web analytics
August 30, 2014 / 4 Elul, 5774
At a Glance
Sections
Sponsored Post
Jerusalem Mayor Nir Barkat (L) visits the JewishPress.com booth at The Event. And the Winners of the JewishPress.com Raffle Are…

Congratulations to all the winners of the JewishPress.com raffle at The Event



Do You Have ADHD?


Schonfeld-logo1

Do you find your mind wandering from tasks that are uninteresting or difficult?
(a) never
(b) sometimes
(c) always

Do you have a quick temper or short fuse?
(a) never
(b) sometimes
(c) always

Do you say things without speaking and regret them later?
(a) never
(b) sometimes
(c) always

Are you almost always on the go?
(a) never
(b) sometimes
(c) always

Is there a lot of “chatter” in your brain?
(a) never
(b) sometimes
(c) always

Even when sitting quietly, do you move your hands and feet?
(a) never
(b) sometimes
(c) always

Do your thoughts bounce like a pinball machine?
(a) never
(b) sometimes
(c) always

Do you have difficulty wrapping up the final details of a project, once the harder parts are completed?
(a) never
(b) sometimes
(c) always

How often do you have problems remembering appointments or obligations?
(a) never
(b) sometimes
(c) always

Mostly A’s

Even with this world’s frenetic pace, you are surprisingly subdued and relaxed. You follow through on your projects, are able to sustain attention, and listen calmly when people speak to you. Aside from helping you at work and in your personal life, these traits make it very unlikely that you would be diagnosed with Attention Deficit Hyperactivity Disorder (ADHD).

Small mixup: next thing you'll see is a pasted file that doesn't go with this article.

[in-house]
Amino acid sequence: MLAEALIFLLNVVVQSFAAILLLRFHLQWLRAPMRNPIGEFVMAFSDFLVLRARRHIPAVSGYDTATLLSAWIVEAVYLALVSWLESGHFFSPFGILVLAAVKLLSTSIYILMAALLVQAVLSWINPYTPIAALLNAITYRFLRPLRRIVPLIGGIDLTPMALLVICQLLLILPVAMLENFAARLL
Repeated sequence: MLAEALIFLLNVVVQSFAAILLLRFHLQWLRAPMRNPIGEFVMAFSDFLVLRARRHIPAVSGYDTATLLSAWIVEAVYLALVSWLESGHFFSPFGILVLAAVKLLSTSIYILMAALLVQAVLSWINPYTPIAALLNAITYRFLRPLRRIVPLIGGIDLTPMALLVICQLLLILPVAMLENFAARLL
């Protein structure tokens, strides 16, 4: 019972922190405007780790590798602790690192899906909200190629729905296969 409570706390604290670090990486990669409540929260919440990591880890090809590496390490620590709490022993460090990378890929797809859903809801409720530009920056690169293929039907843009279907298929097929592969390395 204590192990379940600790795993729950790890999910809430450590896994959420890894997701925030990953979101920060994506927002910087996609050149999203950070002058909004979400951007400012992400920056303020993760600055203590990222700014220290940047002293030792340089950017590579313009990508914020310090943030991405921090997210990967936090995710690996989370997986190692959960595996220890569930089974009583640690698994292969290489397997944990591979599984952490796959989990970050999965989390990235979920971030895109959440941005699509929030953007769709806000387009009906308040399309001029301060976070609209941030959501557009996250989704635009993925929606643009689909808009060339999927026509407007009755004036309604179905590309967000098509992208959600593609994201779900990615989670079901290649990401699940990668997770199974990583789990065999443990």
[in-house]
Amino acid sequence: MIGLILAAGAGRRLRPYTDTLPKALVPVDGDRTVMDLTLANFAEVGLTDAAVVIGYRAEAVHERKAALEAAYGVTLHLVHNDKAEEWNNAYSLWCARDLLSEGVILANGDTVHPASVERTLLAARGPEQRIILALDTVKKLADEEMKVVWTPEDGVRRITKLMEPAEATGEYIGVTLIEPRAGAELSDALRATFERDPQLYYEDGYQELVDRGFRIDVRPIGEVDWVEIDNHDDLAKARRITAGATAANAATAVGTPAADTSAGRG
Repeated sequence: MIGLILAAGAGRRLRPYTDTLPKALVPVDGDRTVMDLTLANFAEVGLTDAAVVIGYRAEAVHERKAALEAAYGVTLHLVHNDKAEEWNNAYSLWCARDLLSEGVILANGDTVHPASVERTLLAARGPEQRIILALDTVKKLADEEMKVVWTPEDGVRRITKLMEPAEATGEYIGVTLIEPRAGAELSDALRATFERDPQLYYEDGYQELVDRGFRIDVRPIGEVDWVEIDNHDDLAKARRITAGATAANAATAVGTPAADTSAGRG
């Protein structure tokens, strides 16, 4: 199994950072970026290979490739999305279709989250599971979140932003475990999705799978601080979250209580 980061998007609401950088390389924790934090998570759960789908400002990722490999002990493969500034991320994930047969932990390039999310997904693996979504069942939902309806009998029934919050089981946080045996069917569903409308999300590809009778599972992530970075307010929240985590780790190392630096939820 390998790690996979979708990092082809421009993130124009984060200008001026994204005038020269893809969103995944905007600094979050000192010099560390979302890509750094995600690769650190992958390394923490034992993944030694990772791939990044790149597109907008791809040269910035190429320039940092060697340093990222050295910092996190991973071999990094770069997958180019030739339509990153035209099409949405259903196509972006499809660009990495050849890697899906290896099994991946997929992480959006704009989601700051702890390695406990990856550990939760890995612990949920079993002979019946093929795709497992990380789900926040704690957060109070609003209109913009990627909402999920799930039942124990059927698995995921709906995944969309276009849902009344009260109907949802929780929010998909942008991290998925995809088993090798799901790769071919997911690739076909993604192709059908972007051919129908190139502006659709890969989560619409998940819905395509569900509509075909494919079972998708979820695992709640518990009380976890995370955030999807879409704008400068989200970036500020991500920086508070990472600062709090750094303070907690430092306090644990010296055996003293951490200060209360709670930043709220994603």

Mostly B’s

Like most people, you have trouble sitting still at times and will sometimes abandon a project before it is entirely finished because you lack the urge to follow through completely. Sometimes you have trouble keeping your thoughts and ideas organized. These characteristics put you at a slight risk for Attention Deficit Hyperactivity Disorder (ADHD), though only an expert can officially diagnose the disorder.

Mostly C’s

You often find yourself unable to follow through on the minutiae of daily life because there are so many other things that capture your attention. You don’t enjoy sitting still and frequently feel as if life would be easier if you could act less impulsively. These traits make daily life difficult and put you at risk for Attention Deficit Hyperactivity Disorder (ADHD), though only an expert can officially diagnose the disorder.

Facts about ADHD